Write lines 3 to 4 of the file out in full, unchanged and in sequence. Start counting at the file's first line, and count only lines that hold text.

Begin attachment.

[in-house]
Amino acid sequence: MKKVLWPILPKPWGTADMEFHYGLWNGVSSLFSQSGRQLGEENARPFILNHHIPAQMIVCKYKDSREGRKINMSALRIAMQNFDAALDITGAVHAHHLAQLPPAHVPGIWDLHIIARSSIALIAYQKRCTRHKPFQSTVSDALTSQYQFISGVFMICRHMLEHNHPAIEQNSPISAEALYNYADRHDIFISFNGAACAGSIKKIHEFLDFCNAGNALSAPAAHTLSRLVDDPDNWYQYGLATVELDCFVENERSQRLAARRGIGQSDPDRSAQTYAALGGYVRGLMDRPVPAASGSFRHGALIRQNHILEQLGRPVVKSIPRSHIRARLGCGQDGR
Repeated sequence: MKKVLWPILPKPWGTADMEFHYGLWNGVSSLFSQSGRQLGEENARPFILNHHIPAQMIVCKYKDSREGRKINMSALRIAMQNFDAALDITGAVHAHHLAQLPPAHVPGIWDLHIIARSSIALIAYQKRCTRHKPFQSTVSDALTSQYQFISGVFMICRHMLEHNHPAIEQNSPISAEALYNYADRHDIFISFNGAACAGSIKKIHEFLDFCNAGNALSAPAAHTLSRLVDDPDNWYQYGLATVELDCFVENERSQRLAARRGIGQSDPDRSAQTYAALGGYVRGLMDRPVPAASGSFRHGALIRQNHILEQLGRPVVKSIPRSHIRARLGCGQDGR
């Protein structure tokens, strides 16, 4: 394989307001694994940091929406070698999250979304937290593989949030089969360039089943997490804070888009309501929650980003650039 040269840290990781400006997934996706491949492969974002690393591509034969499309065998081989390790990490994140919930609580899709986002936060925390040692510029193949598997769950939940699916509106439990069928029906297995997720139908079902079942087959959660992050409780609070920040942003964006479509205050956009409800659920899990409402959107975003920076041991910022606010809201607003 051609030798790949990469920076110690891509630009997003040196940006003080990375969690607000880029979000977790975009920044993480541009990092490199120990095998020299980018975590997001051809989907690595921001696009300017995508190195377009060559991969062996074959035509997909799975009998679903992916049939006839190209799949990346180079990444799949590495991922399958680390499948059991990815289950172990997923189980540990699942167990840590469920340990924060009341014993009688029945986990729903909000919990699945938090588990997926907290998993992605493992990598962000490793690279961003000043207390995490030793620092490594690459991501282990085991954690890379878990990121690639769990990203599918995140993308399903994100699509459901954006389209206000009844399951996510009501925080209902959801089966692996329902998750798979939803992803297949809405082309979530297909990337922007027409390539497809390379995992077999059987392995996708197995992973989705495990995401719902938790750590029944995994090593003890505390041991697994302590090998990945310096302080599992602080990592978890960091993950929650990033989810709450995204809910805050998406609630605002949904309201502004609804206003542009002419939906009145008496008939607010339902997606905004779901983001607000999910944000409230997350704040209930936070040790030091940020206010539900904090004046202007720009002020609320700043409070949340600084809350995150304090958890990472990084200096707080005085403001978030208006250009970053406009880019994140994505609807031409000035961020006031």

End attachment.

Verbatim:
Repeated sequence: MKKVLWPILPKPWGTADMEFHYGLWNGVSSLFSQSGRQLGEENARPFILNHHIPAQMIVCKYKDSREGRKINMSALRIAMQNFDAALDITGAVHAHHLAQLPPAHVPGIWDLHIIARSSIALIAYQKRCTRHKPFQSTVSDALTSQYQFISGVFMICRHMLEHNHPAIEQNSPISAEALYNYADRHDIFISFNGAACAGSIKKIHEFLDFCNAGNALSAPAAHTLSRLVDDPDNWYQYGLATVELDCFVENERSQRLAARRGIGQSDPDRSAQTYAALGGYVRGLMDRPVPAASGSFRHGALIRQNHILEQLGRPVVKSIPRSHIRARLGCGQDGR
């Protein structure tokens, strides 16, 4: 394989307001694994940091929406070698999250979304937290593989949030089969360039089943997490804070888009309501929650980003650039 040269840290990781400006997934996706491949492969974002690393591509034969499309065998081989390790990490994140919930609580899709986002936060925390040692510029193949598997769950939940699916509106439990069928029906297995997720139908079902079942087959959660992050409780609070920040942003964006479509205050956009409800659920899990409402959107975003920076041991910022606010809201607003 051609030798790949990469920076110690891509630009997003040196940006003080990375969690607000880029979000977790975009920044993480541009990092490199120990095998020299980018975590997001051809989907690595921001696009300017995508190195377009060559991969062996074959035509997909799975009998679903992916049939006839190209799949990346180079990444799949590495991922399958680390499948059991990815289950172990997923189980540990699942167990840590469920340990924060009341014993009688029945986990729903909000919990699945938090588990997926907290998993992605493992990598962000490793690279961003000043207390995490030793620092490594690459991501282990085991954690890379878990990121690639769990990203599918995140993308399903994100699509459901954006389209206000009844399951996510009501925080209902959801089966692996329902998750798979939803992803297949809405082309979530297909990337922007027409390539497809390379995992077999059987392995996708197995992973989705495990995401719902938790750590029944995994090593003890505390041991697994302590090998990945310096302080599992602080990592978890960091993950929650990033989810709450995204809910805050998406609630605002949904309201502004609804206003542009002419939906009145008496008939607010339902997606905004779901983001607000999910944000409230997350704040209930936070040790030091940020206010539900904090004046202007720009002020609320700043409070949340600084809350995150304090958890990472990084200096707080005085403001978030208006250009970053406009880019994140994505609807031409000035961020006031």